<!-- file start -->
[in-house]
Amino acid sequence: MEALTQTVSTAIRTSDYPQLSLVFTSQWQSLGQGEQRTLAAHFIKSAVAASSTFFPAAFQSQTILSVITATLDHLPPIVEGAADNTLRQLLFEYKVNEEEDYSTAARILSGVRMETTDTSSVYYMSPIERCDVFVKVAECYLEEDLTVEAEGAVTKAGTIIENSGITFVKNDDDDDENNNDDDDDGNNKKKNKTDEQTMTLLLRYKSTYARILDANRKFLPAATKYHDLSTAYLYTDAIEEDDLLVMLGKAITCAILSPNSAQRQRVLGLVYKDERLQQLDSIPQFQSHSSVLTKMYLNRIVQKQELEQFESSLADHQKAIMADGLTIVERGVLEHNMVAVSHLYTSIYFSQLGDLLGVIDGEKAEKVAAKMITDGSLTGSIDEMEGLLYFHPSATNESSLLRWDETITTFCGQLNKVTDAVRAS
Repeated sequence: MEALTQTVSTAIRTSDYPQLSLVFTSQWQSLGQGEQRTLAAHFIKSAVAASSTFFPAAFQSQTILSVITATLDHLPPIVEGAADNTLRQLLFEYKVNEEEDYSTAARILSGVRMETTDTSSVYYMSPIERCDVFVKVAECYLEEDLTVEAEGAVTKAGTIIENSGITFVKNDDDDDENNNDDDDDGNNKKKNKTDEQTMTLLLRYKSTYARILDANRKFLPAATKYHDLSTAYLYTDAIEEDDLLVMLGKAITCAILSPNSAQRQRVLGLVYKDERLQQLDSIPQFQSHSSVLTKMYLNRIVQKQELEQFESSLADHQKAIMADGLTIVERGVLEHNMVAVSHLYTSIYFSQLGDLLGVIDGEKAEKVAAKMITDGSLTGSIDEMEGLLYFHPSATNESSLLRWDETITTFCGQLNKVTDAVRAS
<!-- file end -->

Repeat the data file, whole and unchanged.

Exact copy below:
[in-house]
Amino acid sequence: MEALTQTVSTAIRTSDYPQLSLVFTSQWQSLGQGEQRTLAAHFIKSAVAASSTFFPAAFQSQTILSVITATLDHLPPIVEGAADNTLRQLLFEYKVNEEEDYSTAARILSGVRMETTDTSSVYYMSPIERCDVFVKVAECYLEEDLTVEAEGAVTKAGTIIENSGITFVKNDDDDDENNNDDDDDGNNKKKNKTDEQTMTLLLRYKSTYARILDANRKFLPAATKYHDLSTAYLYTDAIEEDDLLVMLGKAITCAILSPNSAQRQRVLGLVYKDERLQQLDSIPQFQSHSSVLTKMYLNRIVQKQELEQFESSLADHQKAIMADGLTIVERGVLEHNMVAVSHLYTSIYFSQLGDLLGVIDGEKAEKVAAKMITDGSLTGSIDEMEGLLYFHPSATNESSLLRWDETITTFCGQLNKVTDAVRAS
Repeated sequence: MEALTQTVSTAIRTSDYPQLSLVFTSQWQSLGQGEQRTLAAHFIKSAVAASSTFFPAAFQSQTILSVITATLDHLPPIVEGAADNTLRQLLFEYKVNEEEDYSTAARILSGVRMETTDTSSVYYMSPIERCDVFVKVAECYLEEDLTVEAEGAVTKAGTIIENSGITFVKNDDDDDENNNDDDDDGNNKKKNKTDEQTMTLLLRYKSTYARILDANRKFLPAATKYHDLSTAYLYTDAIEEDDLLVMLGKAITCAILSPNSAQRQRVLGLVYKDERLQQLDSIPQFQSHSSVLTKMYLNRIVQKQELEQFESSLADHQKAIMADGLTIVERGVLEHNMVAVSHLYTSIYFSQLGDLLGVIDGEKAEKVAAKMITDGSLTGSIDEMEGLLYFHPSATNESSLLRWDETITTFCGQLNKVTDAVRAS